Ira Nayman wins the 2010 Swift Satire Competition

Ira Nayman wins the 2010 Swift Satire Competition

Ira Nayman, the Canadian author and journalist has won first place in the 2010 Swift Satire Competition. The winning entry was a poem set in images called "Love Amid the Construction" and featured a couple who can only find sexual satisfaction on construction sites. Can their love survive a slow-down in construction brought on by the economic downturn?

"Love Amid the Construction" will shortly be posted to the Swift Satire Web site without its images. It will appear on Ira Nayman's own Web site, Les pages aux Folles, complete with images in three to four weeks.

This is the third year of the Swift Satire Competition. The number of entries accepted into the competition is a closely guarded secret. What we can tell you is that entries came from Ireland, UK, USA, Costa Rica, Nicaragua and, of course, Canada. Oh, and first prize was 500 Euros.

Upon hearing the news, Ira Nayman's was quoted as saying: " I Won! I Won! I Won! I Won! I Won! I Won! I Won! I Won! I - was an honour just to make the short list."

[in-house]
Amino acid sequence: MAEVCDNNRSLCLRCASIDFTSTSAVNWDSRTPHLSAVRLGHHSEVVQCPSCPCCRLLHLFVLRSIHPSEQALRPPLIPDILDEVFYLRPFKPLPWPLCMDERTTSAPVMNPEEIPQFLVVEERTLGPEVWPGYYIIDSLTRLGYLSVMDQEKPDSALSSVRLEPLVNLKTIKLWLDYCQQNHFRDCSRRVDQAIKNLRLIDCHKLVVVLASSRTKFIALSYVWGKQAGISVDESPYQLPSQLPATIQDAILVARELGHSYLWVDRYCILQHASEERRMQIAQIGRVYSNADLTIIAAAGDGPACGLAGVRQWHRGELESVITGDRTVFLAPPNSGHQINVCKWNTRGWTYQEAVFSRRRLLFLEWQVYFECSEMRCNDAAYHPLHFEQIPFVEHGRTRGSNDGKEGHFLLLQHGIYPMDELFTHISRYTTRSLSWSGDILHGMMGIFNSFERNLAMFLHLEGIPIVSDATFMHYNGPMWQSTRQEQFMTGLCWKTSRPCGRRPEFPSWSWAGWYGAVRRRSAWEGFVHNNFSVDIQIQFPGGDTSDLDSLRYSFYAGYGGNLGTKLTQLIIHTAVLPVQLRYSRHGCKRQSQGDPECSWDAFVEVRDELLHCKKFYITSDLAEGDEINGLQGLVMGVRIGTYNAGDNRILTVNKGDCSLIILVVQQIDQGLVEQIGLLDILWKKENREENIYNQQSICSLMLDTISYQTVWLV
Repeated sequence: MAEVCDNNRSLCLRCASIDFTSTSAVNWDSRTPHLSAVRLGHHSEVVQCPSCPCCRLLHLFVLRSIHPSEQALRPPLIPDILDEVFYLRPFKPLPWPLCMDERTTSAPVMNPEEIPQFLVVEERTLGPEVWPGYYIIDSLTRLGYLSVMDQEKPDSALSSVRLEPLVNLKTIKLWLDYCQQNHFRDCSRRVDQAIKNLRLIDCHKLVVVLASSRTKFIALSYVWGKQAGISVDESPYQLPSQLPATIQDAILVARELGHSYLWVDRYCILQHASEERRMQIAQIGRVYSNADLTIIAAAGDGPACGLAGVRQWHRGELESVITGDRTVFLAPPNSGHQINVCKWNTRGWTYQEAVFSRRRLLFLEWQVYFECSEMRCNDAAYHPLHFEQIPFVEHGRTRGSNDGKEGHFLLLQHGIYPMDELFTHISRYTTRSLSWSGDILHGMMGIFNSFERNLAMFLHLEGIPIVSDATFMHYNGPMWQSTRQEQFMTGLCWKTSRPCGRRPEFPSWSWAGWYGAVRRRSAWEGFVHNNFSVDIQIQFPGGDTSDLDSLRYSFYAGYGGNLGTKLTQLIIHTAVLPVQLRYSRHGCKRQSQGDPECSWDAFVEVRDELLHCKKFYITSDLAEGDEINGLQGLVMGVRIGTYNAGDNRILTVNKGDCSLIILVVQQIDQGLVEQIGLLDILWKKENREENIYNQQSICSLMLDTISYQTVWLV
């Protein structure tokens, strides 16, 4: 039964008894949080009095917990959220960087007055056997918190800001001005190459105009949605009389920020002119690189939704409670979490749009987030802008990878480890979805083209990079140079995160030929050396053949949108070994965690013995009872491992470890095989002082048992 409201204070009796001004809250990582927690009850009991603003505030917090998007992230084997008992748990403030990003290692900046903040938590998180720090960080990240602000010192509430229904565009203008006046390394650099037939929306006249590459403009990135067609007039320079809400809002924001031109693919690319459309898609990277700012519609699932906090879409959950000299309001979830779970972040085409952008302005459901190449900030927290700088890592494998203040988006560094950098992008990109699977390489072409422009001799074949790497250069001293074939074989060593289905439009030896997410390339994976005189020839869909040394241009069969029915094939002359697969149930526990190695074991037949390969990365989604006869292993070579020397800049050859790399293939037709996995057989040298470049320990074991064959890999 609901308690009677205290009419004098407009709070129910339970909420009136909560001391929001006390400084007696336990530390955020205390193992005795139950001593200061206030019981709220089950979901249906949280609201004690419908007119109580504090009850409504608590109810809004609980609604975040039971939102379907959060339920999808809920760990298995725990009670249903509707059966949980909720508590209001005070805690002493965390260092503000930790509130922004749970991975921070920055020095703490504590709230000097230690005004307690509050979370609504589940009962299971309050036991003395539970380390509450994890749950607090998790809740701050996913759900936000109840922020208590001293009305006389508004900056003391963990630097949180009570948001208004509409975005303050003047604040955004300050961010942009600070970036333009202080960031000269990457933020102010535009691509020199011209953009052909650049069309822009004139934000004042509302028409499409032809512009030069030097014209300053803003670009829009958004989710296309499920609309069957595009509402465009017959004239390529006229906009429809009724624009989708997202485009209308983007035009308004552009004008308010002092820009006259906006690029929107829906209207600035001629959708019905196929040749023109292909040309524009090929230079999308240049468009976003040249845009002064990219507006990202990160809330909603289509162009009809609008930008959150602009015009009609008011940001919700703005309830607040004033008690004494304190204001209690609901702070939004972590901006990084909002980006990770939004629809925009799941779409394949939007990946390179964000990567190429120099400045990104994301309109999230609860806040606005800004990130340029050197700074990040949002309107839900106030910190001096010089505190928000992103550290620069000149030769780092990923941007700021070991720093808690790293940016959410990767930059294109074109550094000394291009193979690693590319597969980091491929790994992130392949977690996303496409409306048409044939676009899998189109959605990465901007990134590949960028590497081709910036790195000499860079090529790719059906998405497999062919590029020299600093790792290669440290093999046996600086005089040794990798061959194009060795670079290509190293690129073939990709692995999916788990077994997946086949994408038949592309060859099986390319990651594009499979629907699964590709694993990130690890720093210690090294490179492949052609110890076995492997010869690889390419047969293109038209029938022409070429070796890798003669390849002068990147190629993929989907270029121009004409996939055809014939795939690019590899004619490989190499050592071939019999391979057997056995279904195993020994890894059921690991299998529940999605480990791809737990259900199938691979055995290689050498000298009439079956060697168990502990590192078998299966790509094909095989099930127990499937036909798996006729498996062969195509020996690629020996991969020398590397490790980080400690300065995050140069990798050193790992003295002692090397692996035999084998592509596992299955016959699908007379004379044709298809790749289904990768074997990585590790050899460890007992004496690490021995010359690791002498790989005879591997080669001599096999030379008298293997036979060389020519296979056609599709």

Les Pages Aux Folles is a website which features fictional political and satirical articles and also features cartoons which are both updated on a weekly basis. Founded in 2002, the website features many Science fiction and Alternative Reality news stories under their own section "Alternate Reality News Stories", which features a new article every 3 weeks.

Some of these alternative reality news articles have even been published, currently in two volumes: Alternate Reality Ain't what it used to be and "What Were Once Miracles Are Now Children's Toys" (expect a review very soon).

The Alternate Reality News service even have their own facebook area where you can ask questions, seek advice with Ask Amritsar and Ask the Tech Answer Guy and even climb the corporate ladder and have your own news beat.

As if all that wasn't keeping Ira busy enough there is even a pilot for a radio series currently in post-production based on "The Weight of Information," a story in What Were Once Miracles Are Now Children's Toys.